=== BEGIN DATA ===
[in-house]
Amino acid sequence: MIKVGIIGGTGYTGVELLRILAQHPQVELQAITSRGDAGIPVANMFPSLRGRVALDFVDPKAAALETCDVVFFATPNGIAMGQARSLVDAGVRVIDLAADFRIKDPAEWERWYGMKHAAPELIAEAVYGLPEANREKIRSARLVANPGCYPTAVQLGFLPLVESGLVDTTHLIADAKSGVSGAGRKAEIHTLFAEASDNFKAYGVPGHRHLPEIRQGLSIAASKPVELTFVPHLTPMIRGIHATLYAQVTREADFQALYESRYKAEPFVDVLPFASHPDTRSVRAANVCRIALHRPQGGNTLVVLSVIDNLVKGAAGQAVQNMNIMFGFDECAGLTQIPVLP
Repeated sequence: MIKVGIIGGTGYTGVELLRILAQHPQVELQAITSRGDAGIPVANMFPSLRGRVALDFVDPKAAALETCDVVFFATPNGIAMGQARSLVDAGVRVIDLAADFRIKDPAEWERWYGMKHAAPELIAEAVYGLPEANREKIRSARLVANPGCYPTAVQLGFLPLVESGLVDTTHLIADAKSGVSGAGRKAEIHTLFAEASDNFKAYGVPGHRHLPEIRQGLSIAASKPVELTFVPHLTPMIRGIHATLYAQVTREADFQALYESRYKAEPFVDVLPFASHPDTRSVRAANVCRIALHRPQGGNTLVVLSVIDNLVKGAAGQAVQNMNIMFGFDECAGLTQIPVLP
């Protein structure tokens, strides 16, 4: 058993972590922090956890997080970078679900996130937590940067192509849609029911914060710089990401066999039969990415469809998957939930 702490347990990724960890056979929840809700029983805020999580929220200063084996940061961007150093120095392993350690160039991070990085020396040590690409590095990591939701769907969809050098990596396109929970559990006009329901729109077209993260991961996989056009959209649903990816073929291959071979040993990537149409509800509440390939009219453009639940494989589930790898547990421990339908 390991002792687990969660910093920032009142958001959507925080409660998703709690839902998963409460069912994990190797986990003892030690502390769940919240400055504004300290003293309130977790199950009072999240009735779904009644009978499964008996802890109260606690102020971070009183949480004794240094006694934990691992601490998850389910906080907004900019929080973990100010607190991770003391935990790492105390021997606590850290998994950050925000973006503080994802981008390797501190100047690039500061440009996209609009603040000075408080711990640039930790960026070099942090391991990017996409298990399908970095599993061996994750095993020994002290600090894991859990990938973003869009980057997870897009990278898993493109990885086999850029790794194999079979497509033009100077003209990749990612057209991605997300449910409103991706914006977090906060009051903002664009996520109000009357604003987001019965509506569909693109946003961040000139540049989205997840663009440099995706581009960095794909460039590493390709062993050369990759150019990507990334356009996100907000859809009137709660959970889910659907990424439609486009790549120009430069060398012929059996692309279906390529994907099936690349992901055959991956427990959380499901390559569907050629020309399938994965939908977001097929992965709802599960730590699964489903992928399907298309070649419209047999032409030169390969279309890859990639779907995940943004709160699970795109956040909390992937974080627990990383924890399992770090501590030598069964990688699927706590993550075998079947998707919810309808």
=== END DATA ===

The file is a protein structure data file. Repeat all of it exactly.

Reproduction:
[in-house]
Amino acid sequence: MIKVGIIGGTGYTGVELLRILAQHPQVELQAITSRGDAGIPVANMFPSLRGRVALDFVDPKAAALETCDVVFFATPNGIAMGQARSLVDAGVRVIDLAADFRIKDPAEWERWYGMKHAAPELIAEAVYGLPEANREKIRSARLVANPGCYPTAVQLGFLPLVESGLVDTTHLIADAKSGVSGAGRKAEIHTLFAEASDNFKAYGVPGHRHLPEIRQGLSIAASKPVELTFVPHLTPMIRGIHATLYAQVTREADFQALYESRYKAEPFVDVLPFASHPDTRSVRAANVCRIALHRPQGGNTLVVLSVIDNLVKGAAGQAVQNMNIMFGFDECAGLTQIPVLP
Repeated sequence: MIKVGIIGGTGYTGVELLRILAQHPQVELQAITSRGDAGIPVANMFPSLRGRVALDFVDPKAAALETCDVVFFATPNGIAMGQARSLVDAGVRVIDLAADFRIKDPAEWERWYGMKHAAPELIAEAVYGLPEANREKIRSARLVANPGCYPTAVQLGFLPLVESGLVDTTHLIADAKSGVSGAGRKAEIHTLFAEASDNFKAYGVPGHRHLPEIRQGLSIAASKPVELTFVPHLTPMIRGIHATLYAQVTREADFQALYESRYKAEPFVDVLPFASHPDTRSVRAANVCRIALHRPQGGNTLVVLSVIDNLVKGAAGQAVQNMNIMFGFDECAGLTQIPVLP
């Protein structure tokens, strides 16, 4: 058993972590922090956890997080970078679900996130937590940067192509849609029911914060710089990401066999039969990415469809998957939930 702490347990990724960890056979929840809700029983805020999580929220200063084996940061961007150093120095392993350690160039991070990085020396040590690409590095990591939701769907969809050098990596396109929970559990006009329901729109077209993260991961996989056009959209649903990816073929291959071979040993990537149409509800509440390939009219453009639940494989589930790898547990421990339908 390991002792687990969660910093920032009142958001959507925080409660998703709690839902998963409460069912994990190797986990003892030690502390769940919240400055504004300290003293309130977790199950009072999240009735779904009644009978499964008996802890109260606690102020971070009183949480004794240094006694934990691992601490998850389910906080907004900019929080973990100010607190991770003391935990790492105390021997606590850290998994950050925000973006503080994802981008390797501190100047690039500061440009996209609009603040000075408080711990640039930790960026070099942090391991990017996409298990399908970095599993061996994750095993020994002290600090894991859990990938973003869009980057997870897009990278898993493109990885086999850029790794194999079979497509033009100077003209990749990612057209991605997300449910409103991706914006977090906060009051903002664009996520109000009357604003987001019965509506569909693109946003961040000139540049989205997840663009440099995706581009960095794909460039590493390709062993050369990759150019990507990334356009996100907000859809009137709660959970889910659907990424439609486009790549120009430069060398012929059996692309279906390529994907099936690349992901055959991956427990959380499901390559569907050629020309399938994965939908977001097929992965709802599960730590699964489903992928399907298309070649419209047999032409030169390969279309890859990639779907995940943004709160699970795109956040909390992937974080627990990383924890399992770090501590030598069964990688699927706590993550075998079947998707919810309808």